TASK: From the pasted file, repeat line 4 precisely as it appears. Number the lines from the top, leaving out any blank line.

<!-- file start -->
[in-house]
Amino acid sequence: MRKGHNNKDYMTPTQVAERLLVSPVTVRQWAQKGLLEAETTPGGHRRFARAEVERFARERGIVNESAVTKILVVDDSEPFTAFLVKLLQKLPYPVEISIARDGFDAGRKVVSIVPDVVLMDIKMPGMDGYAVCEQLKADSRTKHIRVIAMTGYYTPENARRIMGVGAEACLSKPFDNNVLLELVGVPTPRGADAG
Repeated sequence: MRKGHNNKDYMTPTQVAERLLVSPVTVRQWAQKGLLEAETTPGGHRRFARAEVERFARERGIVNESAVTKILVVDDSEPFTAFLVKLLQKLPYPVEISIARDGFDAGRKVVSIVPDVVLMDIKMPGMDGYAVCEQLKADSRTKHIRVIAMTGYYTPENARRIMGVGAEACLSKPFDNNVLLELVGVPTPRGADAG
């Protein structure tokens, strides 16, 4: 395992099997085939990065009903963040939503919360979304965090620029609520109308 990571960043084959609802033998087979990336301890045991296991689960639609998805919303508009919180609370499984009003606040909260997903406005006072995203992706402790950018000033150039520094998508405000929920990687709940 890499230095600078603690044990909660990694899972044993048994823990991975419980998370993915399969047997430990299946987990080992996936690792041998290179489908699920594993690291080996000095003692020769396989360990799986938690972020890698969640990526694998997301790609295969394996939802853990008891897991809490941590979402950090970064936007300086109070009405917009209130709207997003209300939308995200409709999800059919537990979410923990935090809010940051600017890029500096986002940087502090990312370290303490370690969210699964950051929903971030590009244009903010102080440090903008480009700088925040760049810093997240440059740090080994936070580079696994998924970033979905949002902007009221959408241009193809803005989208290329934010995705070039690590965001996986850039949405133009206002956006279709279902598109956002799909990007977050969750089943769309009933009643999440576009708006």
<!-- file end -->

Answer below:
């Protein structure tokens, strides 16, 4: 395992099997085939990065009903963040939503919360979304965090620029609520109308 990571960043084959609802033998087979990336301890045991296991689960639609998805919303508009919180609370499984009003606040909260997903406005006072995203992706402790950018000033150039520094998508405000929920990687709940 890499230095600078603690044990909660990694899972044993048994823990991975419980998370993915399969047997430990299946987990080992996936690792041998290179489908699920594993690291080996000095003692020769396989360990799986938690972020890698969640990526694998997301790609295969394996939802853990008891897991809490941590979402950090970064936007300086109070009405917009209130709207997003209300939308995200409709999800059919537990979410923990935090809010940051600017890029500096986002940087502090990312370290303490370690969210699964950051929903971030590009244009903010102080440090903008480009700088925040760049810093997240440059740090080994936070580079696994998924970033979905949002902007009221959408241009193809803005989208290329934010995705070039690590965001996986850039949405133009206002956006279709279902598109956002799909990007977050969750089943769309009933009643999440576009708006």